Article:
"Idiot!" Amy storms into my personal space, bringing me back under the umbrella. I'm already fairly damp. "You already got stuck in a loop once today. Keep that up and you'll give yourself a migraine."

"I really hate being called stupid, Ames."

"Then don't stand in the fucking rain, Sarah."

We glower at each other, our breath coming out in the cold like curls of smoke from the snouts of dragons. Our faces are close enough that I can smell mint and coffee on Amy's breath.

My girlfriend doesn't crack first. She just talks first. "You could've just asked me, you know. I would have answered any questions you had. Instead you have to go off on a Thinker bender because something I said freaked the shit out of you."

Amy isn't one for swearing. We were both raised by our parents to see it as a thing lower class people did. Except there's a nasty streak in her that comes out when her blood gets hot. Something got under her skin, and I have a hunch I know what.

"Am I supposed to be the Gallant in this relationship," I ask, "or are you?"



Confusion, sees question as non-sequitur; wasn't
pondering relationship dynamics.



Amy closes her eyes. "You went off on a major tangent, didn't you?"

"Yes. But a very reasonable one! You're swearing all of a sudden. You keep bringing up your sister and her boyfriend. You brushed your teeth three times before coming here. Clearly something is up."

"I had a—"

"—spinach salad for lunch, yes, I know."

Amy takes a long sip from her coffee cup.

"Are you using your power right now?"

"No," I reply.

"Can you tell what I'm thinking anyway?"

I cringe just a little.

"You're wrong," Amy says.

She leans up on her toes and kisses me on the lips.


Carmel, chocolate sprinkles, French roast, cinnamon,
green apple flavor moisturizer ChapStick; sweet tooth.

ChapStick; texture of lips indicates history of nervous—


Amy settles down. "I think you're worried that I think you're a freak or something. You're not. I'm the one with the ugliness inside her. The thought of turning you into Victoria shouldn't even be something I joke about."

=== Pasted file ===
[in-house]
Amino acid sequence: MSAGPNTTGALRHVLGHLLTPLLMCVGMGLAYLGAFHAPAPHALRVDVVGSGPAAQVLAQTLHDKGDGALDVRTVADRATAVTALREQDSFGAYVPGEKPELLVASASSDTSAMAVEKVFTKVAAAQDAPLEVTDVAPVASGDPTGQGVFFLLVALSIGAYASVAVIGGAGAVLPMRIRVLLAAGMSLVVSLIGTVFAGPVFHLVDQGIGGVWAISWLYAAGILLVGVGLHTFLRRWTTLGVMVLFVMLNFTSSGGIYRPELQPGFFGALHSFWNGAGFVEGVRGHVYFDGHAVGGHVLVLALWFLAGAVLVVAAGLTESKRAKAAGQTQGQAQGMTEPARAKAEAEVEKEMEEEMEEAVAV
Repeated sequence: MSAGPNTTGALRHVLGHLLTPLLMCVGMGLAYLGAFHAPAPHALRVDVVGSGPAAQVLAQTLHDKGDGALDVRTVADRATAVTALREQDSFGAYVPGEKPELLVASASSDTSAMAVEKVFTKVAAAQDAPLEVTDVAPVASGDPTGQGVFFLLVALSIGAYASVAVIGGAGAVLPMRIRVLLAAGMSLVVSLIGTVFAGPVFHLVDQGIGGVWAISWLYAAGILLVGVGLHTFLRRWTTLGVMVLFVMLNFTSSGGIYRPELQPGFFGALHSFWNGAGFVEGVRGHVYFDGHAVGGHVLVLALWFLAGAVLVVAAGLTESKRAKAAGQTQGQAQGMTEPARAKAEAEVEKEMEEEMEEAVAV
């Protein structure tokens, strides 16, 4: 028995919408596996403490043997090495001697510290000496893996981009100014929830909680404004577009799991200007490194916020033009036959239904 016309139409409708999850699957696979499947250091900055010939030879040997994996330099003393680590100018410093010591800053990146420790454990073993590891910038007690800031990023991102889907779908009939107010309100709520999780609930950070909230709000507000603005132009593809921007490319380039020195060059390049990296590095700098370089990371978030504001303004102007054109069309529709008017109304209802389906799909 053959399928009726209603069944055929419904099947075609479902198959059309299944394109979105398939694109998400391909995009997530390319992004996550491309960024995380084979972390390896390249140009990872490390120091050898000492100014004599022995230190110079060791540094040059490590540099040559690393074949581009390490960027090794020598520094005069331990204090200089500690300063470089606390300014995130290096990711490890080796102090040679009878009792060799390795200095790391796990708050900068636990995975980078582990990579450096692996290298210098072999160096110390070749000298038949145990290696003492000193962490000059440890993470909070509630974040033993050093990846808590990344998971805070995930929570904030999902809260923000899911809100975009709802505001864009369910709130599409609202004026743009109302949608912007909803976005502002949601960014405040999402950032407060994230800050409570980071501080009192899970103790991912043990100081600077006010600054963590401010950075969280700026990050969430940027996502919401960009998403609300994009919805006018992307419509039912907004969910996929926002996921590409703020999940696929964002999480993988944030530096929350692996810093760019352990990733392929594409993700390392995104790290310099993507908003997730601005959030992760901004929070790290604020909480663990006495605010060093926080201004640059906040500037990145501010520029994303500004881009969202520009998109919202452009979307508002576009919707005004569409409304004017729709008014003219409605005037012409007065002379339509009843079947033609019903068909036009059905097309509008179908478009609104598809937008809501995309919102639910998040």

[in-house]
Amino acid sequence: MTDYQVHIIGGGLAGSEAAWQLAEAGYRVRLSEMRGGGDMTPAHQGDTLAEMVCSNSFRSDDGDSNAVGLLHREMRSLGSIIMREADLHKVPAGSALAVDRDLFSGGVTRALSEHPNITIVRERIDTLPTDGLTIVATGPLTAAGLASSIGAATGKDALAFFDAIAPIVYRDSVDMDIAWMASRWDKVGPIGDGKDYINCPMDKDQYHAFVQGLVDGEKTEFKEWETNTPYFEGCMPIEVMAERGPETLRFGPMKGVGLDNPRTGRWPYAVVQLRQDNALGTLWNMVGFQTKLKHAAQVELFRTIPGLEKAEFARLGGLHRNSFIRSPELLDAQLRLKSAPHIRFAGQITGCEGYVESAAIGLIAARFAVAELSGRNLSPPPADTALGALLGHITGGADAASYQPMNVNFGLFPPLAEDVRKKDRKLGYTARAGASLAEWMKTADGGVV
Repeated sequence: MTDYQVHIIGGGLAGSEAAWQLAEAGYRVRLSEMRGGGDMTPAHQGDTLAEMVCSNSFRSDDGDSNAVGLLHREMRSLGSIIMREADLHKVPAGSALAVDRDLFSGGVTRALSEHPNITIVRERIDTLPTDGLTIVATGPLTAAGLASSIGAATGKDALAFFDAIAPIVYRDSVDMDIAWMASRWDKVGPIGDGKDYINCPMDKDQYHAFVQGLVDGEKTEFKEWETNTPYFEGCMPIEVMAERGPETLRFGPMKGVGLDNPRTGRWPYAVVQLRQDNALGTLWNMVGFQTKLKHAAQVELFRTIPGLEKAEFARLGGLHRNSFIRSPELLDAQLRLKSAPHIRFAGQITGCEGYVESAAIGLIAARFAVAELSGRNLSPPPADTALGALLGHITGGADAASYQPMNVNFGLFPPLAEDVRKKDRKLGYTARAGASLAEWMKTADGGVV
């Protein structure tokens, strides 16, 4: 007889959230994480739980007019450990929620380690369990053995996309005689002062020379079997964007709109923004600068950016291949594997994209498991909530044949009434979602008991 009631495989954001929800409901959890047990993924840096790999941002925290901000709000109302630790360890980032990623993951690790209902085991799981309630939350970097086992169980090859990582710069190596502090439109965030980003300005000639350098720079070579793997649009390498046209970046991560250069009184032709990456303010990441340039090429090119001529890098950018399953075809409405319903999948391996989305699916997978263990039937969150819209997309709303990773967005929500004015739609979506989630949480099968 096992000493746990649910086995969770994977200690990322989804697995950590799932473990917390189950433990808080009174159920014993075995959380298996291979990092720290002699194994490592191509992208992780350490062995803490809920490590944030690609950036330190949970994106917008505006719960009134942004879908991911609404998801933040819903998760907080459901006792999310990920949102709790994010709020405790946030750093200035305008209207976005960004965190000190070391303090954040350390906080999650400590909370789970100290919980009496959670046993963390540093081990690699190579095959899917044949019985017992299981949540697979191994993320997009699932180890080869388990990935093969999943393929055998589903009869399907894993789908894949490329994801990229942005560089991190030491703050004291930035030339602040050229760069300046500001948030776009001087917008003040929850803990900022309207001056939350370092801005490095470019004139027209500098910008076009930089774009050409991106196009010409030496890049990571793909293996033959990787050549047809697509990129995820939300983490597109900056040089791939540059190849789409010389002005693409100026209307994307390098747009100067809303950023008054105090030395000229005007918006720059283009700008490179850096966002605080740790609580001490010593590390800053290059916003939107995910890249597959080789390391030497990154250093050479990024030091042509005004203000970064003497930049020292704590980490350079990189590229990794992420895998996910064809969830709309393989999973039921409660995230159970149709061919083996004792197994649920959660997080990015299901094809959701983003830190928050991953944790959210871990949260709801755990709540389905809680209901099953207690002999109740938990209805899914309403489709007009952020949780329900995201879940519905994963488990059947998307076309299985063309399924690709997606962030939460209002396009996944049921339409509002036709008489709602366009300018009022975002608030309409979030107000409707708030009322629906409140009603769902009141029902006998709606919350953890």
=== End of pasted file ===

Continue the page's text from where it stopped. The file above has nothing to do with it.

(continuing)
"I'm sorry. I shouldn't have teased you."

"I'm the one who took it seriously."

"That's not a bad thing to—"

Amy shakes her head. "I like you, Lisa. It - it might even be more than that. I don't know. You're the one I want to be with, not Victoria."

I swallow, and slap down my power hard.

Amy went on, "You may be a villain, but I'm trying not to be a monster."

I reach out and take hold of her wrist, let her watch the blood flow in my brain to see if I'm telling the truth or not. "You're not a monster. Trust me. I've seen inside the heads of a lot of screwed-up people, and you don't hold a candle to them."

Amy Dallon nods, but I know she's not letting the point go. All the months we've been together hasn't done enough to burnish her poor self-image. I toss my unfinished coffee into the flower bed and wrap my arms around her, burying my face in her frizzy brown mane.


Lack of natural oils indicates repeated shampoo
and conditioning. Flossed; brushed teeth three
times. Ironed shirt, freshly washed jeans.

Attempting to look her best; has news.


I break the hug and throw my walls up high, if only not to spoil the surprise.

"Sorry. If you've got something to share before my power does..."

"Victoria set me up on a double-date with the heir to the Medhall fortune. He's sixteen and worth millions."

"I'm pretty sure he's only fifteen." If the bio I wrote for Coil was right, and it was.

"I told her I was gay."


Relief, lingering anxiety, suspense, self-loathing, hope.


Amy passes the umbrella to me, and then slips her newly freed hand into mine. Apparently throwing her coffee into a flowerbed was littering, and thus eeeevil. "I told her I was dating this amazing, genius bitch of a girl."

"A genius, huh?"

"I may have been exaggerating a little."


"Are you free Wednesday for lunch? We could double-date. You could meet Victoria and Gallant, and... y'know."


Fuck fuck fuck.

"I... have 'stuff' that day."

Amy is quiet for a long stretch. The steady fall of rain fills the void.

She doesn't let go of my hand, though.

"I'm free Thursday for lunch," I say.

Assuming I don't get arrested or shot while robbing the Ruby Dreams casino the day prior.

"It's a date?" she asks.

I squeeze her hand. "It's a date."